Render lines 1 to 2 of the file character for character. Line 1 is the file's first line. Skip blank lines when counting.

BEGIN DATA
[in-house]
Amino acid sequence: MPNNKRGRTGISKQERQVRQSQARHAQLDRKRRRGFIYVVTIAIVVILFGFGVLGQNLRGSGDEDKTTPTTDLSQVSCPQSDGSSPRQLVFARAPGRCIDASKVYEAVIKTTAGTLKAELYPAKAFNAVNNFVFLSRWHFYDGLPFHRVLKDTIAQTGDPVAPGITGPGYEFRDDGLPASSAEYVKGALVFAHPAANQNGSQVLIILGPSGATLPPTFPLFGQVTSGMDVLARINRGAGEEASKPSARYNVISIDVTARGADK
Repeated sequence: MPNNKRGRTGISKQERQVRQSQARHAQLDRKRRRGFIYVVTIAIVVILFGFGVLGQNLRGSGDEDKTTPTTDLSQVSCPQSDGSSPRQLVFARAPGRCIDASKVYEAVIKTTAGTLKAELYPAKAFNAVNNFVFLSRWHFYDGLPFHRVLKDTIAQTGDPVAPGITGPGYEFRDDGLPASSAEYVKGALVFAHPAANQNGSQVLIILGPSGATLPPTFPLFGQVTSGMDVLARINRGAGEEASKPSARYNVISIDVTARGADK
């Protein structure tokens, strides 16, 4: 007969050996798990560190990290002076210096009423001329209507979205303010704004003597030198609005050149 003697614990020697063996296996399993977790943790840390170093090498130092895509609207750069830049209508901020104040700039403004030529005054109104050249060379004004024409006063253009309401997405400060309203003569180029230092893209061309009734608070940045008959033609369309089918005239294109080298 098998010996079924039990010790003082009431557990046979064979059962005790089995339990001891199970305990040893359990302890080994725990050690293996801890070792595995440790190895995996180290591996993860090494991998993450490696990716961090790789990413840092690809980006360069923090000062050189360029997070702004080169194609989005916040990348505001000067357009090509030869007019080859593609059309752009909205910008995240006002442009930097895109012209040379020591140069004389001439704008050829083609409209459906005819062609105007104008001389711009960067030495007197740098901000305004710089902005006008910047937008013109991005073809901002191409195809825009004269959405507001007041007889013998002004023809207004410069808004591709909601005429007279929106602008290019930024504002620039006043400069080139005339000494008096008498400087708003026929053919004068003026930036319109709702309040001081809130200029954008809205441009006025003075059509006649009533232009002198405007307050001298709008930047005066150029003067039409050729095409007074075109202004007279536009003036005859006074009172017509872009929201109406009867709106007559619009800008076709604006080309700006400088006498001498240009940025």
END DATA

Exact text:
[in-house]
Amino acid sequence: MPNNKRGRTGISKQERQVRQSQARHAQLDRKRRRGFIYVVTIAIVVILFGFGVLGQNLRGSGDEDKTTPTTDLSQVSCPQSDGSSPRQLVFARAPGRCIDASKVYEAVIKTTAGTLKAELYPAKAFNAVNNFVFLSRWHFYDGLPFHRVLKDTIAQTGDPVAPGITGPGYEFRDDGLPASSAEYVKGALVFAHPAANQNGSQVLIILGPSGATLPPTFPLFGQVTSGMDVLARINRGAGEEASKPSARYNVISIDVTARGADK